Patient Guide Book
Challenges of Having a Disability
Awakening Others About the Challenges of Having a Disability
One thing that helps me awaken family, friends and my colleagues to what it is like to live day to day in this body is something I came up with back in 2001 when I was filing for disability. I have shared this story in my presentations at past Conferences and by phone or e-mail conversations, but it bears repeating it in written form.
Deciding to file for disability was one of the most difficult decisions I have ever had to make. It was hard enough to have to give up my career but I knew that my health was getting much worse the longer I continued to work. When I decided it was time, I began the process. One of the first steps to apply was to fill out the social security application forms. I could have applied over the phone but I chose to go to the office in person and sit down with one of the SSA representatives. Here is what happened:
As I walked towards the representative's desk, he looked at me and said, "You're disabled?"
WOW! I couldn't believe what I just heard. My first reaction, other than my jaw hitting the floor, was to hit the guy as hard as I could and knock him over his desk. However, I knew that wouldn't help my approval chances so I took a deep breath and said the following to him:
"Let me tell you just part of what makes me disabled. Think about the last time you had a bad cold. Perhaps your whole body hurt, you were probably pretty weak and possibly had some dizziness and, in general, you felt like crap. Correct?"
I gave the guy a few seconds to think about it and then I went on to say, "That is how I feel two to three days of the week."
I gave him a few more seconds and I then went on to say, "Now think about the last time you had a bad flu."
I gave a few more seconds and added, "You not only hurt from head to toe; you most likely were extremely weak, had bouts of dizziness and getting out of bed was nearly impossible. You definitely were not able to do the smallest chores, never mind go to work."
I gave a few seconds more and said, "That is how I feel four to five days a week!"
At this, his face was completely red and he asked me in a very solemn tone to please sit down. He hadn’t understood what an invisible disability was and I gave him a crash course. The meeting went very well from then on and I gave him more of the specific medical reasons as to why I could no longer stay employed.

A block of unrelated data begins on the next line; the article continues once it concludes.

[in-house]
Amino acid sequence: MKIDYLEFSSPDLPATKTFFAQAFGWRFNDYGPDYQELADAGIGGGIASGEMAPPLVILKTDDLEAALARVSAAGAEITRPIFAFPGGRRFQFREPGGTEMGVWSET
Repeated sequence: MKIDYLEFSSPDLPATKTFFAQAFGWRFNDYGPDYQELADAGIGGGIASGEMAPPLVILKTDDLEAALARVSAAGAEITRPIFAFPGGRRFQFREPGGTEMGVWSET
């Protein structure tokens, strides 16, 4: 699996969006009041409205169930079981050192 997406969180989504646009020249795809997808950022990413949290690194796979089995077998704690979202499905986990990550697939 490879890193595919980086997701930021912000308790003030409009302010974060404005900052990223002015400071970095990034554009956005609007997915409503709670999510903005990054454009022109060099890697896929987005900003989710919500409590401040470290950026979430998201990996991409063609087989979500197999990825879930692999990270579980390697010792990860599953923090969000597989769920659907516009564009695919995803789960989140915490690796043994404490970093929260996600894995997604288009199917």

I hope my story can assist you, and everyone, with helping people relate to what we go through by sharing experiences that they themselves can relate to. Everyone has had a cold and flu.
Another suggestion: the next time one of your relatives or friends or whomever doesn't understand your disability is sick with a cold or flu call them and ask them why they are not at their job or in school. In a nice way, tell them that they are feeling like you feel on most days.
Also, for those of you who have disability placards for your vehicles; if someone comes up to you and tells you that the space is reserved for a disabled person, tell him or her that you are disabled and explain why you use an accessible parking space. Their face will probably drop. People need to realize that having a disability does not necessarily require a wheelchair or crutches. This will be a great opportunity to raise awareness for the disorder or disease that you have.
I hope that my experience and suggestions will help you in trying to get people to understand your situation. It has helped me, not only, in dealing with my friends and family but also in educating medical professionals on what it is like to have an invisible disability.
Written by Jonathan Rodis
President, Massachusetts Chapter of the National Marfan Foundation
Head of EDS Massachusetts and New England Support Group
Living With Marfan Syndrome: www.jrmarfan58.com